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Concrete cancer: Why is it important to address it straight away?

Concrete cancer, also known as concrete spalling, is a widespread issue that affects many residential strata properties in Perth, Western Australia. This condition occurs when the steel reinforcing bars inside the concrete corrode and expand, causing the concrete to crack and eventually fall apart. The consequences of concrete cancer can be severe, leading to structural damage, potential collapses, and costly repairs. It is essential that this issue is addressed promptly to ensure the safety and longevity of residential strata properties.


In Western Australia, the coastal location of many residential strata properties exacerbates the issue of concrete cancer, as saltwater and moisture from the ocean can speed up the corrosion process. This has led to an increasing number of buildings in Perth suffering from this issue, particularly those constructed in the 1960s and 1970s.

Concrete cancer is not always immediately noticeable, with early signs often going unnoticed or overlooked. However, as the condition progresses, visible symptoms such as cracks, spalling, and rust stains on the building's exterior become apparent. In severe cases, pieces of concrete can even fall from the building's structure, posing a significant risk to residents and passersby.


Addressing concrete cancer is crucial for several reasons. Firstly, it is a safety issue. The potential for structural damage and collapse means that residents, employees, and visitors to the building are at risk of injury or worse. Additionally, the cost of repairs can be substantial, with the entire building requiring extensive remedial work to address the issue.

Furthermore, untreated concrete cancer can impact property values and make it more challenging to secure loans or insurance for the building. In the worst-case scenario, the building may even need to be demolished if the damage is too severe to repair.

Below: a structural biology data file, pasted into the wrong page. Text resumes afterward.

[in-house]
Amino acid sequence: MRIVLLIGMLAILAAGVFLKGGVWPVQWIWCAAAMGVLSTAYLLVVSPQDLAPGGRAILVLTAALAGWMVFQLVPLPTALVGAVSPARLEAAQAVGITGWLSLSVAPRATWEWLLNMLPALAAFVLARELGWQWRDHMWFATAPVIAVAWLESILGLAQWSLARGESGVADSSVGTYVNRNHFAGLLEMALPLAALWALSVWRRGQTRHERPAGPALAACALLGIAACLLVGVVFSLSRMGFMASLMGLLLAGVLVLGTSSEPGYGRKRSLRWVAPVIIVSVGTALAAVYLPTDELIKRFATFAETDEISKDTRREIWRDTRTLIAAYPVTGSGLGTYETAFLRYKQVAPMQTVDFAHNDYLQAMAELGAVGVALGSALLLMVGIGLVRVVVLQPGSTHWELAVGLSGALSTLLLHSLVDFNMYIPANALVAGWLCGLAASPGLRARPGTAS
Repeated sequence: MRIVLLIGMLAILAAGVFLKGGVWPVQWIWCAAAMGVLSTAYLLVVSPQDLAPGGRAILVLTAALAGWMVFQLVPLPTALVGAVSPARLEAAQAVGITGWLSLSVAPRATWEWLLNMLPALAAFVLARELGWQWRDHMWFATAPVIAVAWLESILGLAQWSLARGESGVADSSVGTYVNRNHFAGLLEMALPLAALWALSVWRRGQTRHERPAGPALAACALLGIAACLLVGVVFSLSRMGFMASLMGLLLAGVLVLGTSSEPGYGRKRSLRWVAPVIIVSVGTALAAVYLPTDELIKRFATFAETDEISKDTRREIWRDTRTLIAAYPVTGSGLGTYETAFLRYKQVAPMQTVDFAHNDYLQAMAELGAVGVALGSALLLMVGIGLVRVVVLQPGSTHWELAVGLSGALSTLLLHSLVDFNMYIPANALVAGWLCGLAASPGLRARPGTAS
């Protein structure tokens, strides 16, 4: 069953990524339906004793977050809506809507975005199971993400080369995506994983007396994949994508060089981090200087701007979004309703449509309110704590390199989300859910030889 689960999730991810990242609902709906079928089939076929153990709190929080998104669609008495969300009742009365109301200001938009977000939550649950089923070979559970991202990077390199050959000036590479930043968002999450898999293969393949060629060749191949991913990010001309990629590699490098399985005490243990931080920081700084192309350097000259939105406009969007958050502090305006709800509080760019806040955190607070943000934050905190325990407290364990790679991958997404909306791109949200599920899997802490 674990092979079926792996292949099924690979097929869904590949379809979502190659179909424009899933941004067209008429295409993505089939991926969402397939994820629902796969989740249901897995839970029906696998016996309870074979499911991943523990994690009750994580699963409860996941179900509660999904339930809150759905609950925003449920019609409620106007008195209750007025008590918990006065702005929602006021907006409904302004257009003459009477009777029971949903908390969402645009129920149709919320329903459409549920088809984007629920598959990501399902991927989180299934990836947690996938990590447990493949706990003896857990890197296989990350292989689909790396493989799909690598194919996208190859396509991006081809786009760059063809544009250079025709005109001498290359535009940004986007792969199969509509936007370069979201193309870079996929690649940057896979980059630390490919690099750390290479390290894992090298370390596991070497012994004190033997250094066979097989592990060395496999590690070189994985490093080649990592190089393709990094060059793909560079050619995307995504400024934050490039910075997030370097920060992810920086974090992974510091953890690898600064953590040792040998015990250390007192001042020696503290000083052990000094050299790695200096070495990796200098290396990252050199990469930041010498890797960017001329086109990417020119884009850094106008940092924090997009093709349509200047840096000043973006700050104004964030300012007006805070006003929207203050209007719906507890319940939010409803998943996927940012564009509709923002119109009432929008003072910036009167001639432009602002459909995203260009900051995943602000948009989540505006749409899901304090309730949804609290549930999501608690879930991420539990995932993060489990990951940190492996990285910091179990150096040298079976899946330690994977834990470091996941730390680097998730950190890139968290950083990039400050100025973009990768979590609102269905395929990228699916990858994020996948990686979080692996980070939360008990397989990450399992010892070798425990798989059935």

The remediation process for concrete cancer involves removing and replacing the affected concrete and reinforcing bars, often requiring significant structural work. While the cost of remediation can be substantial, it is essential to address the issue promptly to ensure the safety and longevity of the building.


In conclusion, concrete cancer is a significant issue affecting many residential strata properties in Perth, Western Australia. The use of reinforced concrete in construction means that buildings constructed in the mid-20th century are particularly susceptible to this condition, with coastal locations exacerbating the issue due to exposure to saltwater and moisture. Addressing concrete cancer is crucial for the safety of residents, the longevity of the building, and the preservation of property values. It is essential that strata property owners and managers are aware of this issue and take the necessary steps to address it promptly.


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